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Skip links

Use the skip link component to help keyboard-only users skip to the main content on a page.
A simplified illustration of a web page showing the location of the 'skip links' component in the upper left of the browser window. There is a magnified view of the 'skip links' component to show what it looks like at actual size.

Sample HTML

<div class="ds_skip-links">
 <ul class="ds_skip-links__list">
  <li class="ds_skip-links__item"><a class="ds_skip-links__link">Skip to main content</a></li>

About this component

Using the skip link component gives users the option to:

  • bypass repeated elements such as top level navigation links and breadcrumbs
  • jump to the main content on a page

The skip link component is visually hidden on page load. The user reveals the link when they press the ‘tab’ key on their keyboard.

We use the text “Skip to main content.” This tells users exactly what clicking on the skip link will do. This includes those who do not use a mouse and use the keyboard only.

We use the skip link component on the Scottish Government’s main sites:

Why we use this component

You need to giving user a way to jump to the main content of a page to meet for WCAG AA accessibility requirements. All Scottish Government websites need to meet WCAG AA.

We based our skip link behaviour on the guidance in the GOV.UK Design System.

We have tested this component and found it works well with users.


Performance data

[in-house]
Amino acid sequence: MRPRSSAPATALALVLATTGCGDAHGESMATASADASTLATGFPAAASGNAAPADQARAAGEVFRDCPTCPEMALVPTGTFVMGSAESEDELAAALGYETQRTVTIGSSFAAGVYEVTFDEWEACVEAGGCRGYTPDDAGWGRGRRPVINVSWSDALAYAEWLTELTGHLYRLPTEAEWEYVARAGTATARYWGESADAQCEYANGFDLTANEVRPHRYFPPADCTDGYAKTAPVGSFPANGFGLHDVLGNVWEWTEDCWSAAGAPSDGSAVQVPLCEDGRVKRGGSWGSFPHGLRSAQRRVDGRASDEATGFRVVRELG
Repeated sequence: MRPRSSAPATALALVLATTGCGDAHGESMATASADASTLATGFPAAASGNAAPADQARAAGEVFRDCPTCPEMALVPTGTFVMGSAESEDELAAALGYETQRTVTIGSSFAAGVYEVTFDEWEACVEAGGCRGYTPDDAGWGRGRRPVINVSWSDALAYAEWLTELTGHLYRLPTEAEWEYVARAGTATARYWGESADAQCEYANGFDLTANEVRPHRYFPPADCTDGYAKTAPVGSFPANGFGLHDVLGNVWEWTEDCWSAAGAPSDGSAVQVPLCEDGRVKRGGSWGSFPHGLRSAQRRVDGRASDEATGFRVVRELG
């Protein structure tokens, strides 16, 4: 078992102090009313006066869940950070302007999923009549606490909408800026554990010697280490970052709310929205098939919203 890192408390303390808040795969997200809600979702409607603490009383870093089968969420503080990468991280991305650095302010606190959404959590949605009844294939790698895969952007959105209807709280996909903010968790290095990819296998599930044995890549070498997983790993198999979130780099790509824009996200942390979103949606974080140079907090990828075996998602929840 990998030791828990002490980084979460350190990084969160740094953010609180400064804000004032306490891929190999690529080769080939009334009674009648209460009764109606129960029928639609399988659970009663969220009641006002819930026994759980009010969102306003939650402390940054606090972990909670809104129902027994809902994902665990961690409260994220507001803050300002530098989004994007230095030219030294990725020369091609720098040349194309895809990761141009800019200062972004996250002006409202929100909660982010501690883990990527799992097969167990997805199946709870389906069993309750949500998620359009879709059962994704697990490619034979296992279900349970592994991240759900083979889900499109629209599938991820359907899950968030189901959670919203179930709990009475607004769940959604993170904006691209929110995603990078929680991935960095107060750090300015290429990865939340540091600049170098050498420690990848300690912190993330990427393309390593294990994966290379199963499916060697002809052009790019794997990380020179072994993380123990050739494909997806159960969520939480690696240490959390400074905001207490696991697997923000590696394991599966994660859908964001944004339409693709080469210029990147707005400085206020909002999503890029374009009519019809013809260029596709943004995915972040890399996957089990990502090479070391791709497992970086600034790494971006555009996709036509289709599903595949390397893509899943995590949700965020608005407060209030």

Users clicked skip links 43 times on 20 Feb 2021 across 294,447 tracked page views.

When a user clicks a skip link, they generally do so on most pages in that session.

Although users only clicked skip links 43 times, this number represents users that need it. These are people whose user experience would be significantly impaired without it.

Screen reader user survey

WebAIM have published survey results from users who only use screen readers. The data shows how popular skip links are with these users. It also shows those users slightly prefer the phrase “Skip to main content.”

Screen reader testing

Some screen readers pronounce “Skip to content” the word “content” with the stress on the second syllable. This gives the phrase the wrong meaning (‘content’ as in ‘satisfied’). Using the phrase “Skip to main content” made the same reader pronounce it as expected.

Website analytics

You can track skip link clicks through the original page path and a data attribute describing the action.

The Design System’s ‘tracking’ script adds this attribute.


This component gets focus on a page when a user presses the ‘tab’ key on their keyboard. Pressing the ‘enter’ key then brings the user to the main content area on the page. This action sets the browser to also focus the main content. When the main content loses focus, a user can focus it again through the use of the skip link.

We do not recommend setting the main content area to be focusable by default. For example, giving the main content a tabindex of -1. This would make it easy for a user to click anywhere on the main content area by mistake and give it focus. If the user was aiming for something else, the focus will not be on what they wanted.

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